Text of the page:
Munster v Toulouse: David Corkery on European redemption for the Reds

A huge Munster crowd will travel to the Aviva on Saturday with a place in the Heineken European Cup semi-final up for grabs
Munster v Toulouse: David Corkery on European redemption for the Reds

Munster supporters James O'Riordan, Conor Lenihan, Kevin O'Connor and Rory Cunningham, before the Heineken Champions Cup match against Wasps. Picture: Stephen McCarthy/Sportsfile

IF I were asked to choose one team and pick one competition that would afford Munster Rugby the perfect opportunity to reignite the quenched souls of their 16th man, tomorrow’s Heineken European Cup quarter-final against the holders Toulouse, would be my ideal choice.

Many would argue that Munster will only be able to re-establish their once formidable standing if they were to play and beat Leinster, however, if you look at the pedigree of Toulouse, the history of this tournament, and the games that made Munster such an iconic team on the European stage, beating the five-time champions will afford this Munster squad a very real opportunity to win back a large portion of the respect they have lost.

Munster's Simon Zebo takes a selfie with fans after the Cardiff game. Picture: INPHO/Ben Brady
Munster's Simon Zebo takes a selfie with fans after the Cardiff game. Picture: INPHO/Ben Brady

Respect isn’t normally a word I brandish about nonchalantly because for me it defines who you are and what you stand for.

Respect is something that no money can buy and is something that no one can give to you. 

In a sporting context, you either earn it yourself or you hang off the coattails of those who have gone before and make hay on the back of their achievements.

The word on the street is implying that Munster have turned a corner but, I would beg to differ. For me, it comes down to a phrase labelled, acceptable standards, and what once seemed a minimum requirement is now viewed as a major achievement.

Reaching the knockout stages in Europe was once viewed as the minimum in any Munster pre-season goal; now it’s a major achievement.

If you were to read some of the headlines over the last couple of weeks you would be forgiven for thinking that all Munster need to do for the next few games is turn up and the spoils of the season will be theirs for the taking.

Calvin Nash of Munster is tackled by Theo Cabango of Cardiff Blues. Picture: Sam Barnes/Sportsfile
Calvin Nash of Munster is tackled by Theo Cabango of Cardiff Blues. Picture: Sam Barnes/Sportsfile

Up to this point, Munster have had some great performances but, scattered throughout these worthy displays have been games where Munster looked like a side who had just come together on the day of the game and threw together a game plan.

I think it is fair to surmise that the graph of worthy performances has been heading in the right direction over the last few months albeit, the increments of improvement will need to take a big jump for tomorrow’s game because of what Peter O’Mahony and his troops will be facing is a side that will be steered by a set of half-backs that must now be viewed as the best in the world.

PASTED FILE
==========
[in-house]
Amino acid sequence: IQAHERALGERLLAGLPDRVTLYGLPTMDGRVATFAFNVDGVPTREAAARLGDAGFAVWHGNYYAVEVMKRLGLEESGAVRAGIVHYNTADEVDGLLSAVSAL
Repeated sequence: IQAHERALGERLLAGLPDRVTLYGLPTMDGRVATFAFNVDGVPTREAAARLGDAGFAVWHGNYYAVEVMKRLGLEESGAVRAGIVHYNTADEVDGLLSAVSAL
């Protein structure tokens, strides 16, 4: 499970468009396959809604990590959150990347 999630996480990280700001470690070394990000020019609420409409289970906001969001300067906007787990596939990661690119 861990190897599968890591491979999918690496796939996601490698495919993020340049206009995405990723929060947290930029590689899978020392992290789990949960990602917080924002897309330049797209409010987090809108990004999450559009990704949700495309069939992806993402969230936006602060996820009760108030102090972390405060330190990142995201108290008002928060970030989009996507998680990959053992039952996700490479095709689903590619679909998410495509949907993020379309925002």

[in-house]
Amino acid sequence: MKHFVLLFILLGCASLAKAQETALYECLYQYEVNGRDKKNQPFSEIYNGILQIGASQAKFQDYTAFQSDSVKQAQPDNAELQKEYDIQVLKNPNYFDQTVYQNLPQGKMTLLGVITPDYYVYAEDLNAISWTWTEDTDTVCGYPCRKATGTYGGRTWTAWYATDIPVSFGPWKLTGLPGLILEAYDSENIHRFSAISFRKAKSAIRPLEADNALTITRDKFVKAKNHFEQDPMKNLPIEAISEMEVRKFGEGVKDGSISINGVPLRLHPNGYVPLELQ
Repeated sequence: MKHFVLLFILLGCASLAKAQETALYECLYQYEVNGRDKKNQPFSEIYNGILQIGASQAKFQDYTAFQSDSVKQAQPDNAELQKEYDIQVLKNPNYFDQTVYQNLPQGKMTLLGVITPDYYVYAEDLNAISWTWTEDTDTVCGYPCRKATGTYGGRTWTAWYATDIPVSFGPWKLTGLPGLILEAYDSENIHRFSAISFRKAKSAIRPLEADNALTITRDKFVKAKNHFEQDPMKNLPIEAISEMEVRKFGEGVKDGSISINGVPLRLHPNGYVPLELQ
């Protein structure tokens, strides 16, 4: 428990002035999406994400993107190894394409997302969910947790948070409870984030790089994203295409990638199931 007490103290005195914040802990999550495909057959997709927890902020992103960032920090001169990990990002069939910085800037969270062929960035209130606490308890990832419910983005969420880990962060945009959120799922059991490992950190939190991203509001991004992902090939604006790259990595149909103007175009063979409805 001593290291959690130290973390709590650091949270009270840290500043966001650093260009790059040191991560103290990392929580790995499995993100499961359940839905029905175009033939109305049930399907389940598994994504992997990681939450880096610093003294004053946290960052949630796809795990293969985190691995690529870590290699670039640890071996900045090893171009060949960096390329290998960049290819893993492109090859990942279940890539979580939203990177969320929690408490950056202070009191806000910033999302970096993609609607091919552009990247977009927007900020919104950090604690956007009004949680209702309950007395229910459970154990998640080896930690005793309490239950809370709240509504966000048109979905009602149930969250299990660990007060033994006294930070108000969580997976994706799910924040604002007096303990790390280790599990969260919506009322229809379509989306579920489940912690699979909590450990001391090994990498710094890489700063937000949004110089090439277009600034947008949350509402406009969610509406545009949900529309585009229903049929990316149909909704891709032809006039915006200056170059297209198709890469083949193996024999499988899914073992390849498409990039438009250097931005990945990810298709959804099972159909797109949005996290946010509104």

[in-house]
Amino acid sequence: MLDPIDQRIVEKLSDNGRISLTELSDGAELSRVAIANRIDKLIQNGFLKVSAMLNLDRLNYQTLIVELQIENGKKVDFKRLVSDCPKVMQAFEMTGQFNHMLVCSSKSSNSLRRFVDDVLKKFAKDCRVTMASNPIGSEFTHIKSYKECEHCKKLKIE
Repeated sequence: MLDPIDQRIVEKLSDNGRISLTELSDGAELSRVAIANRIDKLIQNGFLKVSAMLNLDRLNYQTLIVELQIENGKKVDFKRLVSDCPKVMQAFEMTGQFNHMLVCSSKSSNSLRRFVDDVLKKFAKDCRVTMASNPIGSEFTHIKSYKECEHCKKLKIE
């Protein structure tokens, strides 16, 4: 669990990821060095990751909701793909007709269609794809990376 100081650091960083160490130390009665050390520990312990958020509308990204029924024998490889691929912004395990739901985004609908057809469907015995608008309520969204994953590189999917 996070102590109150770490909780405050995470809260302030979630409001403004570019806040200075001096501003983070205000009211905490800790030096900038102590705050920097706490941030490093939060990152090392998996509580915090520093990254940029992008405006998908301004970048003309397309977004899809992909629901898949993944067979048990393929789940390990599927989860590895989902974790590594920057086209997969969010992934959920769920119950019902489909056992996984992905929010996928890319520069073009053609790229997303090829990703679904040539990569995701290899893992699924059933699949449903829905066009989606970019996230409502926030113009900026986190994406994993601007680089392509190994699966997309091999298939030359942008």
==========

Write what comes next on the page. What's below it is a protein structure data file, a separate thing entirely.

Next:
THRILLING

Over the last few seasons Antoine Dupont and Romain Ntamack have guided not only their Toulouse club-mates to glory, but they have also inspired their international colleagues to play a brand of rugby that is deserving of wearing the illustrious blue jersey of France.

Dupont, who will run the show with the number nine jersey welded to his body, has the ability to find holes in defences where gas would have trouble escaping and unless he is afforded the full-time attention of at least two of Munster’s fringe defenders, he will run riot.

Ntamack on the other hand is a slightly different kind of player and while he possesses the same silky running skills as his legendary father Émile Ntamack, he can become flustered if his pack are not feeding him with a favourable supply of go-forward ball.

French rugby has risen from the ashes over the last few years and they will probably arrive at next year’s World Cup with the favourites tag dangling from their necks. 

However, the one aspect of their game that will always weigh heavily upon their shoulders is their incompetency to travel away from home and remain focused in times of pressure.

If Munster are to have any hope of leaving Dublin to the sound of champagne corks popping it is imperative they win the majority of the gain-line battles, and if that means the forwards putting their heads where you wouldn’t put a brick, then that is exactly what they must do.

Everything, and I mean everything, that Toulouse attempt must be challenged and the space that they have to move must be restricted to the point where they are finding it hard to breathe.

Do I believe Munster can win this game?

You bet your life I do but, I also believe that unless players like Joey Carbery looks to take more risks and prove he is a worthy adversary to Johnny Sexton, the only tune that the Munster bus will be playing on their journey back home is Talking Heads’ Road To Nowhere.

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